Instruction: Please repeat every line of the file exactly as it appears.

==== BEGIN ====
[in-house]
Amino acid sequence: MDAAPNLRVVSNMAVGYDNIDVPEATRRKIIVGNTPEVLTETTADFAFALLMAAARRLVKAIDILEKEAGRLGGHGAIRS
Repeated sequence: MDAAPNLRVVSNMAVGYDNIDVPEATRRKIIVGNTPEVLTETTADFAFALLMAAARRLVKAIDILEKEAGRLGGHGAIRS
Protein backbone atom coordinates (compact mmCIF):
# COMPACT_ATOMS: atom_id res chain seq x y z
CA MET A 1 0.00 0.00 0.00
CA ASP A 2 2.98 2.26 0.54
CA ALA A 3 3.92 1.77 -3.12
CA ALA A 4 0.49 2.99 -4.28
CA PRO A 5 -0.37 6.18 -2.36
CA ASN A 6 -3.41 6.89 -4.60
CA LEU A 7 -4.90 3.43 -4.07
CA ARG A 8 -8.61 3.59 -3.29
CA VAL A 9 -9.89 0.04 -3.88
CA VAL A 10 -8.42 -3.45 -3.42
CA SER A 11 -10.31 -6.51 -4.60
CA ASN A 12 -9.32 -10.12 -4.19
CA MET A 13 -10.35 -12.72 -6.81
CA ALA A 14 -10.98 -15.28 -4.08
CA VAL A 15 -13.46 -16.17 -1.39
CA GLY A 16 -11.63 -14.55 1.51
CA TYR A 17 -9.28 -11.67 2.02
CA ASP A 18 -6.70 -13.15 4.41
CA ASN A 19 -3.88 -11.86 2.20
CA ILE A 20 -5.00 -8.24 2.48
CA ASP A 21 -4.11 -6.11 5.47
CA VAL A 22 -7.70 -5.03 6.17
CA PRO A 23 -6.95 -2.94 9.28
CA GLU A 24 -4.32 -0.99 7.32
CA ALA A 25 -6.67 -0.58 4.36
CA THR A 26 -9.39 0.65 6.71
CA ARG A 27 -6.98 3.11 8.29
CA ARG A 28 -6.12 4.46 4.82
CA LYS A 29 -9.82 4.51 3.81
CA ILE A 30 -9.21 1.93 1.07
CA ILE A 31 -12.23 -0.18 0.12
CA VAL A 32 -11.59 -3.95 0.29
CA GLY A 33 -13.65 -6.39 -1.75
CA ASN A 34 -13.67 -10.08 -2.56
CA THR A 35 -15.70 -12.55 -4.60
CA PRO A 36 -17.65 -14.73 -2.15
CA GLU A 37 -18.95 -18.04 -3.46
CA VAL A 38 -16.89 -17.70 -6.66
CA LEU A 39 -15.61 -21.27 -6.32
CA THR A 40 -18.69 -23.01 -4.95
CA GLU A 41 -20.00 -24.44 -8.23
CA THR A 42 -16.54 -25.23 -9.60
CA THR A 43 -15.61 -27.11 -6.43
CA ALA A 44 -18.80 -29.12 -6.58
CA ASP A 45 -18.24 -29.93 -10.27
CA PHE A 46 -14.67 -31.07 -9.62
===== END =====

[in-house]
Amino acid sequence: MDAAPNLRVVSNMAVGYDNIDVPEATRRKIIVGNTPEVLTETTADFAFALLMAAARRLVKAIDILEKEAGRLGGHGAIRS
Repeated sequence: MDAAPNLRVVSNMAVGYDNIDVPEATRRKIIVGNTPEVLTETTADFAFALLMAAARRLVKAIDILEKEAGRLGGHGAIRS
Protein backbone atom coordinates (compact mmCIF):
# COMPACT_ATOMS: atom_id res chain seq x y z
CA MET A 1 0.00 0.00 0.00
CA ASP A 2 2.98 2.26 0.54
CA ALA A 3 3.92 1.77 -3.12
CA ALA A 4 0.49 2.99 -4.28
CA PRO A 5 -0.37 6.18 -2.36
CA ASN A 6 -3.41 6.89 -4.60
CA LEU A 7 -4.90 3.43 -4.07
CA ARG A 8 -8.61 3.59 -3.29
CA VAL A 9 -9.89 0.04 -3.88
CA VAL A 10 -8.42 -3.45 -3.42
CA SER A 11 -10.31 -6.51 -4.60
CA ASN A 12 -9.32 -10.12 -4.19
CA MET A 13 -10.35 -12.72 -6.81
CA ALA A 14 -10.98 -15.28 -4.08
CA VAL A 15 -13.46 -16.17 -1.39
CA GLY A 16 -11.63 -14.55 1.51
CA TYR A 17 -9.28 -11.67 2.02
CA ASP A 18 -6.70 -13.15 4.41
CA ASN A 19 -3.88 -11.86 2.20
CA ILE A 20 -5.00 -8.24 2.48
CA ASP A 21 -4.11 -6.11 5.47
CA VAL A 22 -7.70 -5.03 6.17
CA PRO A 23 -6.95 -2.94 9.28
CA GLU A 24 -4.32 -0.99 7.32
CA ALA A 25 -6.67 -0.58 4.36
CA THR A 26 -9.39 0.65 6.71
CA ARG A 27 -6.98 3.11 8.29
CA ARG A 28 -6.12 4.46 4.82
CA LYS A 29 -9.82 4.51 3.81
CA ILE A 30 -9.21 1.93 1.07
CA ILE A 31 -12.23 -0.18 0.12
CA VAL A 32 -11.59 -3.95 0.29
CA GLY A 33 -13.65 -6.39 -1.75
CA ASN A 34 -13.67 -10.08 -2.56
CA THR A 35 -15.70 -12.55 -4.60
CA PRO A 36 -17.65 -14.73 -2.15
CA GLU A 37 -18.95 -18.04 -3.46
CA VAL A 38 -16.89 -17.70 -6.66
CA LEU A 39 -15.61 -21.27 -6.32
CA THR A 40 -18.69 -23.01 -4.95
CA GLU A 41 -20.00 -24.44 -8.23
CA THR A 42 -16.54 -25.23 -9.60
CA THR A 43 -15.61 -27.11 -6.43
CA ALA A 44 -18.80 -29.12 -6.58
CA ASP A 45 -18.24 -29.93 -10.27
CA PHE A 46 -14.67 -31.07 -9.62